Progress provokes pushback, always has always will – Columnist Michael Coren
Toronto, ON – January 1st marked an increase in the minimum wage in Ontario, it rose from $11.60 an hour to $14.00 an hour and it will increase January 1, 2019 to $15.00 an hour.
Not surprisingly, the reaction from business was immediate and predictable. The Bank of Canada reported that this increase will cost 60,000 jobs. The surprise came on two fronts, the method some businesses chose to respond to the increase and the response by the general public to those methods!
In what has the potential to become a public relations disaster, iconic Canadian coffee retailer Tim Hortons reacted to the wage hike by taking it out on their employees! More than a dozen outlets across Ontario, including two in Coburg, east of Toronto, owned by heirs to the donut empire, Ron Joyce Jr. and Jeri Lyn Horton-Joyce, have cut employee breaks and benefits. Some outlets have taken away employee benefits, breaks and various perks while demanding its employees sign documents accepting these changes. The public outrage was swift and determined with social media calls for boycotts, citing Tim Horton’s has acted in a very un-Canadian manner! The Tim Horton reaction was the most publicized, because every major city in Canada has at least one outlet, but there were others, Cineplex is laying off staff, Sunset Grill is increasing tipping claw backs by 25 percent, Wimpy’s and East Side Mario’s have done the same.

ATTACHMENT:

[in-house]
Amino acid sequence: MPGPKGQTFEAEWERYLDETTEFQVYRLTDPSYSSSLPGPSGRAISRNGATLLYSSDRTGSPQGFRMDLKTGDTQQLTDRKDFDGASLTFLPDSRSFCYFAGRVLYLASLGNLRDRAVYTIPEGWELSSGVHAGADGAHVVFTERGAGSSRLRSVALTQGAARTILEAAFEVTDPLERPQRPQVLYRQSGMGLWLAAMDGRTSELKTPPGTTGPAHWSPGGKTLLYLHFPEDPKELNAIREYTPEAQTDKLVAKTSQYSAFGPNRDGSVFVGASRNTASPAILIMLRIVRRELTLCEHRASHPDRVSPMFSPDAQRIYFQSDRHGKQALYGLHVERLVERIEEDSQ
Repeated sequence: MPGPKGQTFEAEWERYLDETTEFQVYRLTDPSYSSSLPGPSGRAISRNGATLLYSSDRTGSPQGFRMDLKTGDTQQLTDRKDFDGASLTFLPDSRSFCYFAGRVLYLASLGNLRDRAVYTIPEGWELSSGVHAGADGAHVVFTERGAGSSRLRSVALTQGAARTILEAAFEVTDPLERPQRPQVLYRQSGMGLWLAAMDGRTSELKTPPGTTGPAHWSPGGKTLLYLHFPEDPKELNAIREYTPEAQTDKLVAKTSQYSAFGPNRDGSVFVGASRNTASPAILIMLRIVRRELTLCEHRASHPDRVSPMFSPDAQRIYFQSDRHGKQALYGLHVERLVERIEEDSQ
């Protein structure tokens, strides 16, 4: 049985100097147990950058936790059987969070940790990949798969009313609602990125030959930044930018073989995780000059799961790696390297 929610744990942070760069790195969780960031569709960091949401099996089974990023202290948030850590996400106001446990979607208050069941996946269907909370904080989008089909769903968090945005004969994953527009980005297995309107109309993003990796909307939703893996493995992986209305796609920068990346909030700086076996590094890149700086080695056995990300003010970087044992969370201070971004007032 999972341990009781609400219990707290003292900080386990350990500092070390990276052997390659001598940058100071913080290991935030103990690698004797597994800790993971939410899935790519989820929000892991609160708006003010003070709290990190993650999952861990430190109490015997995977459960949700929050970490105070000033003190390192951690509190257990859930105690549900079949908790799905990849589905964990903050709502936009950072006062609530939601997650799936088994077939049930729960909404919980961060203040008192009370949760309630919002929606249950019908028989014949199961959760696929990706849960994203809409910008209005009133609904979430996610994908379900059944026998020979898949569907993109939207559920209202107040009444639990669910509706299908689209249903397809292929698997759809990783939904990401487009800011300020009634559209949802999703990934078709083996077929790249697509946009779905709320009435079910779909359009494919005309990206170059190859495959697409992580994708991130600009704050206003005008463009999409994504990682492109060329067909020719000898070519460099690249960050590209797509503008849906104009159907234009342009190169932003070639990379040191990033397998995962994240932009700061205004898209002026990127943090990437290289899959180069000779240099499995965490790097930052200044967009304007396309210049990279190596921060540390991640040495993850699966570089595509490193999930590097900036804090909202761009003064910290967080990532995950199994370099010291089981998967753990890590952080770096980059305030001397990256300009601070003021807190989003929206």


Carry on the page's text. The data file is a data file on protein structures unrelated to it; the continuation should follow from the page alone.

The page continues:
“You must remember that major corporations employ 50% of all minimum wage workers in Ontario,” explains IAM Canadian General Vice President Stan Pickthall. “I wish every critic of this increase could live on the minimum wage for a while for a dose of reality. This kneejerk reaction by many businesses only shows how out of touch they are with their workers. Unlike CEO’s, these new wages are not held in offshore accounts, they go directly back into our economy”
The real minimum wage, adjusted for inflation, has remained constant since the late 1970’s. This means we have not really seen a change in wages at all for the last three to four decades while the cost of living has gone up.
In many European countries public policy sets the minimum wage in relation to other worker’s wages, at between 50 to 60 % of the average wage. Today the average hourly wage in Ontario is $26.43, so 60% of that would be $15.86 an hour. “There is no legislated minimum wage in Sweden, Finland, Denmark, Norway, Switzerland, Iceland and Italy,” explains Pickthall. “That’s because collective bargaining covers all workers, and minimum pay in these agreements is normally between 60 to 70% of average wage rates.” When the critics say our economy can’t afford $15.00 an hour because it too rich, Pickthall points out that the negotiated minimum in Denmark is $22.50 an hour CDN, the legislated minimum in Australia is $17.50 CDN. “Both countries compensate their lowest-paid workers much more than we do but have similar unemployment rates to Ontario’s six per cent,” he adds
Pickthall says statistics show that the majority of workers earning $14.00 an hour are not kids, in fact in 2016, 64% of minimum wage workers across Canada were adults. “Low wages help maximize profits, end of story,” said Pickthall. “There is an alternative for workers who want protection for their benefits, wages, hours of work, fairness in the workplace and respect on the job – join a union!”
Added Pickthall, “if you feel it’s time to be protected by a collective agreement, the IAM is happy to talk to you about it. There’s never been a better time to join a Union!”